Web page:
Banning Toxic People from Social Media Reduces Hate Speech Online | science and technology

Controlling hate speech online is one of the biggest challenges of our information age. Everyone says it’s important, but how effective is it? Some platforms have chosen to remove individual accounts that spread toxic content. An internal Facebook study that analyzed interactions between 26,000 users shows that excluding extremist community leaders is an effective way to eliminate hate speech on social media, especially over the long term. The removal of just 100 accounts had a tangible effect as it denied the mic to advocates of hate speech and ultimately improved the broader social media ecosystem.

Previous studies had shown that deleting malicious accounts on platforms like Twitter, Reddit, and Telegram helped reduce unwanted activity, including a broader range of hate speech. However, a cause-and-effect relationship was only recently demonstrated by Meta researchers (Facebook’s parent company) in a study published in PNAS, a peer-reviewed journal of the National Academy of Sciences (NAS).

Daniel Robert Thomas and Laila A. Wahedia examined how the removal of the most active representatives from six Facebook communities affected their audiences. The goal of the meta-researchers was to measure how often the audience continued to view, post, and share malicious content after the instigators were removed. The study found that “on average, network disruptions reduced the consumption and production of hateful content and viewer engagement within the network.”

After the accounts were deleted, users watched almost half as much hateful content every day. In other words, people who once viewed five posts with toxic content viewed fewer than three. Additionally, those who stopped interacting with toxic community members were exposed to other content, groups, or communities that were not explicitly associated with violent behavior. However, Facebook’s privacy policies prevented data tracking of certain user accounts throughout the study.

Organizations that spread hate may retain a loyal audience for a while, but the expulsion of their leaders may drive away some viewers. Meanwhile, those less connected to these executives are less likely to engage with this content at all. This is a positive finding as this group is the most vulnerable to the influence of malicious communities. “The results suggest that targeted removal strategies, such as For example, executive removal and network disruption efforts can reduce the ability of hate organizations to thrive online,” the study concludes.

But there is no silver bullet that can kill this werewolf. People who are banned from a platform can easily create new accounts and build new networks. You can also migrate to other platforms. In addition, the authors suspect that other toxic organizations may be taking over the deleted accounts and gaining sympathizers for them. To increase the effectiveness of the deletion strategy, the authors suggest removing multiple accounts at once, as this affects an organization’s ability to find and regroup its members.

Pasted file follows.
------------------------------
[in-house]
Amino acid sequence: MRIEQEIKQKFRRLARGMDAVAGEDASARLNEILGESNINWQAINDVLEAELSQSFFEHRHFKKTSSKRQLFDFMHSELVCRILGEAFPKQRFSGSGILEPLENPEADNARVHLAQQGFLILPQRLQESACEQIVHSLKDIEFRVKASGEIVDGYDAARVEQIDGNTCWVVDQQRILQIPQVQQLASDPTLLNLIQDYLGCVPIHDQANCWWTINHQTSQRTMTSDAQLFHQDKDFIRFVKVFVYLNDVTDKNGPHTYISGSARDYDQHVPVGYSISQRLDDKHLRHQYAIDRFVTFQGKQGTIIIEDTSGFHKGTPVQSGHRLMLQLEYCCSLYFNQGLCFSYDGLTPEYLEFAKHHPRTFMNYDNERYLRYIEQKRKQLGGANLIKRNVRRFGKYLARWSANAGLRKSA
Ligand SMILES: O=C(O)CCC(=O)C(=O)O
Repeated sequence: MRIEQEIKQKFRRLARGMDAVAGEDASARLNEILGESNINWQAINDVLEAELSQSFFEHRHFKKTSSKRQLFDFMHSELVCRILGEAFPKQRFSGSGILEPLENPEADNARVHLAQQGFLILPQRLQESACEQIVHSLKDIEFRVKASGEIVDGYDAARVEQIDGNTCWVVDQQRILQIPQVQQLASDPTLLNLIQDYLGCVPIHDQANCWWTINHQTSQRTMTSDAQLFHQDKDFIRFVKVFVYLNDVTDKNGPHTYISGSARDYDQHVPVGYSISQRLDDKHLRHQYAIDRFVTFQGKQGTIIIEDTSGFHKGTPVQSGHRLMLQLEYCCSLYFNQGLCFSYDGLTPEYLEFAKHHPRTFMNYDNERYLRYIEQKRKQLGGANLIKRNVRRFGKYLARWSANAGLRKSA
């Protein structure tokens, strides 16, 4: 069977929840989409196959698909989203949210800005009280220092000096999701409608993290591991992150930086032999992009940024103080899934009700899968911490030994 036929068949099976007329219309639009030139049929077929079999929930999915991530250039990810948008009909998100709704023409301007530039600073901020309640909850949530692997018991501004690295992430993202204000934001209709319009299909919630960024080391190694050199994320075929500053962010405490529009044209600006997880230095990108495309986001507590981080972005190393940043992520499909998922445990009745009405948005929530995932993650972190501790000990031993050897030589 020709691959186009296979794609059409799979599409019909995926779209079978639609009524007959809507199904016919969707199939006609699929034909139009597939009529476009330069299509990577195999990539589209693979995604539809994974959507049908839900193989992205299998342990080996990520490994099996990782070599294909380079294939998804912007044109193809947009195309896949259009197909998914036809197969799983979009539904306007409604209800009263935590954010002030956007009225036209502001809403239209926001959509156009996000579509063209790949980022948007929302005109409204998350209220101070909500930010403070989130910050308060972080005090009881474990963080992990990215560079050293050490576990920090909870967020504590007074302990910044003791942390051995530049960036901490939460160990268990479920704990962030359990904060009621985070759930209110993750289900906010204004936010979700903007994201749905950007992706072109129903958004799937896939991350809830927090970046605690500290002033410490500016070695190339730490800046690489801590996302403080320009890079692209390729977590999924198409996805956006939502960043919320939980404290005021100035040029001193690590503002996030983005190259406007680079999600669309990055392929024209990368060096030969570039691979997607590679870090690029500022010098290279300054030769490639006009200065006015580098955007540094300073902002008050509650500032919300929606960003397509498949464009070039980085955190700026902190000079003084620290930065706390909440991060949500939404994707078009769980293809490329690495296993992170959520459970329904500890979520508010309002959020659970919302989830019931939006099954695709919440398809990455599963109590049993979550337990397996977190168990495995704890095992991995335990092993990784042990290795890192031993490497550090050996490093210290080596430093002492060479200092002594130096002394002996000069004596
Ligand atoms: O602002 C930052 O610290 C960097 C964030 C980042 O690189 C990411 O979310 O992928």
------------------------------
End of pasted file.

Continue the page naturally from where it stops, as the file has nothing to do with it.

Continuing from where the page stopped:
Hate speech or toxic speech?

But if the decision to delete accounts is left up to the platforms, will they really want to do that? Sílvia Majó-Vázquez, research fellow at the Reuters Institute for the Study of Journalism at the University of Oxford (UK) and professor at the Vrije University in Amsterdam, said that moderating content on social networks is “by finding a balance between freedom of expression and respect for other rights”, so it is important to distinguish between hate speech, toxic speech and impoliteness.

Majó-Vázquez says that rudeness, like disrespectful and sarcastic comments, is the mildest form of negative language. But when it gets more extreme and “dissuades people from engaging in conversation,” toxic language emerges that can become violent. “From a democratic point of view, this is very damaging because it discourages the democratic ideal of public debate,” she said.

In order to ensure freedom of expression on social media platforms, careful thought should be given to account suspension or deletion. According to Majó-Vázquez, the suspension process must include conceptual dimensions and use manual mechanisms that sufficiently reconcile the right to freedom of expression with respect for other fundamental rights. She advises applying a similar approach to political figures. Automated mechanisms for deleting messages and banning accounts must be continually reviewed, with an emphasis on expert message evaluation, similar to the external advisory boards that some platforms have already implemented.

According to a recent Reuters Institute study in seven countries, the link between toxicity and engagement is not always direct and varies by content topic and severity. The study analyzed Twitter data during the pandemic and found that the most toxic tweets were often unpopular with audiences. “In fact, we’re seeing the most toxic tweets lose popularity and low-toxicity messages gain popularity,” Majó-Vázquez said. The study was inconclusive on whether this was due to audience dislike of toxic content or the moderation techniques employed by the platform. “We can’t answer that question with the data from our study, but this result challenges the assumption that toxicity is always the most popular online currency,” she said.

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